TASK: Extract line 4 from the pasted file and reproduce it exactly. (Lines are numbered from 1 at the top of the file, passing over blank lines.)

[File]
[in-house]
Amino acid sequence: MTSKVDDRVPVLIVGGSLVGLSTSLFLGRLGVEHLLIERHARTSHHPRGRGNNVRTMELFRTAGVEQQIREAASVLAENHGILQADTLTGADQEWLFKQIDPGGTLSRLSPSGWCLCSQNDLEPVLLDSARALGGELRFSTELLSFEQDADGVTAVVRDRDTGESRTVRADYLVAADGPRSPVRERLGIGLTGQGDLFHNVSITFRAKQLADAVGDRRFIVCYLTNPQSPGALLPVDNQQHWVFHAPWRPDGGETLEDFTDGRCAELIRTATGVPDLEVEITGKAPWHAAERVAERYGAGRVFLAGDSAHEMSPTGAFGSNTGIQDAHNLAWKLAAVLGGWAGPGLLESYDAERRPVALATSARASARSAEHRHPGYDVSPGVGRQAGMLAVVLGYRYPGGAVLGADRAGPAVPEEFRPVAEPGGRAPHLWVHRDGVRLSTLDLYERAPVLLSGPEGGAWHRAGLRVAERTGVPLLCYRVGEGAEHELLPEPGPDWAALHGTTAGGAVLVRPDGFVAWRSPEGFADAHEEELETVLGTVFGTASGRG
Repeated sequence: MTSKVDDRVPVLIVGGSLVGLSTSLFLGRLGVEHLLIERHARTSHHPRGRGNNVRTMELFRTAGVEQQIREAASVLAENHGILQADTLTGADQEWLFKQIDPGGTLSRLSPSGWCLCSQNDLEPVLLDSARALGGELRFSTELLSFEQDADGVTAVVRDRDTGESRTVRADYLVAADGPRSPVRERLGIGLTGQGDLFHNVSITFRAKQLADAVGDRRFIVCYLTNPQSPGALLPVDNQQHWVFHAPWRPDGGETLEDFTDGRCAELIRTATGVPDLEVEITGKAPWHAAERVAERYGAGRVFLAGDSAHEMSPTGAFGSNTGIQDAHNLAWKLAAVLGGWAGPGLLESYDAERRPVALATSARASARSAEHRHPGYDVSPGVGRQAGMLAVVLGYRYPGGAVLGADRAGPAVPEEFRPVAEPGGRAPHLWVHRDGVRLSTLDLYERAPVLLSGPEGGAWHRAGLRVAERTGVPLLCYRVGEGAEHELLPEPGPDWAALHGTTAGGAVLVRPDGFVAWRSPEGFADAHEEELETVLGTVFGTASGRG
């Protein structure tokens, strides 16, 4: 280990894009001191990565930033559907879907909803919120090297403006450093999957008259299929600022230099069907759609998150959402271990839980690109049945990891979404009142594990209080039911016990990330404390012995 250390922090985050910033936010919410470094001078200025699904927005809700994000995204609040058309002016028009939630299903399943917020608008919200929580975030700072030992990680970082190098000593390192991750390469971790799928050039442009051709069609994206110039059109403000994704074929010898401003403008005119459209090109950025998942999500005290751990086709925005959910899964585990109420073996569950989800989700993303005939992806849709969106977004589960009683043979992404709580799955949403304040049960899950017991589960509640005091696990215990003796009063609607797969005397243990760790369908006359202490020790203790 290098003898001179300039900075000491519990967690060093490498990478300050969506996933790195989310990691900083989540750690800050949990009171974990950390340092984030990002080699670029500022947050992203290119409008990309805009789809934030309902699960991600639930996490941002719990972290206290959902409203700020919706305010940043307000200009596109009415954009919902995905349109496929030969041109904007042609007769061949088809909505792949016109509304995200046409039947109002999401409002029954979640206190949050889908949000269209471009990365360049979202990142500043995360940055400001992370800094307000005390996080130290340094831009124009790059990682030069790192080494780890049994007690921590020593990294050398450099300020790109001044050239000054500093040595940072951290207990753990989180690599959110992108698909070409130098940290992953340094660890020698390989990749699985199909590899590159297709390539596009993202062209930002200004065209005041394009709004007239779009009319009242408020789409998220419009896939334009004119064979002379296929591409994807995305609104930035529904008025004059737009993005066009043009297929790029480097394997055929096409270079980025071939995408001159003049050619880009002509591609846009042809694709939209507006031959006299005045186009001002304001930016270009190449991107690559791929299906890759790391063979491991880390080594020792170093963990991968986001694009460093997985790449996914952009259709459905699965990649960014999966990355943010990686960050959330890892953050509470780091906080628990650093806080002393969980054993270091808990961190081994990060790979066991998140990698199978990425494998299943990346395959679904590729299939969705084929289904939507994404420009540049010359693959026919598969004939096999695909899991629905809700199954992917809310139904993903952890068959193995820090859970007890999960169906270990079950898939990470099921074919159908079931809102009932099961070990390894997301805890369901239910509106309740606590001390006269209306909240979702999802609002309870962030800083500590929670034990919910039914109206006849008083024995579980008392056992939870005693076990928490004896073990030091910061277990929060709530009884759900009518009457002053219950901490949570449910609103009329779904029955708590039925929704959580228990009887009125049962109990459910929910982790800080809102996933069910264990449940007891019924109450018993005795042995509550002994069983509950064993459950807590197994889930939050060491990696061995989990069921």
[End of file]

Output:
């Protein structure tokens, strides 16, 4: 280990894009001191990565930033559907879907909803919120090297403006450093999957008259299929600022230099069907759609998150959402271990839980690109049945990891979404009142594990209080039911016990990330404390012995 250390922090985050910033936010919410470094001078200025699904927005809700994000995204609040058309002016028009939630299903399943917020608008919200929580975030700072030992990680970082190098000593390192991750390469971790799928050039442009051709069609994206110039059109403000994704074929010898401003403008005119459209090109950025998942999500005290751990086709925005959910899964585990109420073996569950989800989700993303005939992806849709969106977004589960009683043979992404709580799955949403304040049960899950017991589960509640005091696990215990003796009063609607797969005397243990760790369908006359202490020790203790 290098003898001179300039900075000491519990967690060093490498990478300050969506996933790195989310990691900083989540750690800050949990009171974990950390340092984030990002080699670029500022947050992203290119409008990309805009789809934030309902699960991600639930996490941002719990972290206290959902409203700020919706305010940043307000200009596109009415954009919902995905349109496929030969041109904007042609007769061949088809909505792949016109509304995200046409039947109002999401409002029954979640206190949050889908949000269209471009990365360049979202990142500043995360940055400001992370800094307000005390996080130290340094831009124009790059990682030069790192080494780890049994007690921590020593990294050398450099300020790109001044050239000054500093040595940072951290207990753990989180690599959110992108698909070409130098940290992953340094660890020698390989990749699985199909590899590159297709390539596009993202062209930002200004065209005041394009709004007239779009009319009242408020789409998220419009896939334009004119064979002379296929591409994807995305609104930035529904008025004059737009993005066009043009297929790029480097394997055929096409270079980025071939995408001159003049050619880009002509591609846009042809694709939209507006031959006299005045186009001002304001930016270009190449991107690559791929299906890759790391063979491991880390080594020792170093963990991968986001694009460093997985790449996914952009259709459905699965990649960014999966990355943010990686960050959330890892953050509470780091906080628990650093806080002393969980054993270091808990961190081994990060790979066991998140990698199978990425494998299943990346395959679904590729299939969705084929289904939507994404420009540049010359693959026919598969004939096999695909899991629905809700199954992917809310139904993903952890068959193995820090859970007890999960169906270990079950898939990470099921074919159908079931809102009932099961070990390894997301805890369901239910509106309740606590001390006269209306909240979702999802609002309870962030800083500590929670034990919910039914109206006849008083024995579980008392056992939870005693076990928490004896073990030091910061277990929060709530009884759900009518009457002053219950901490949570449910609103009329779904029955708590039925929704959580228990009887009125049962109990459910929910982790800080809102996933069910264990449940007891019924109450018993005795042995509550002994069983509950064993459950807590197994889930939050060491990696061995989990069921």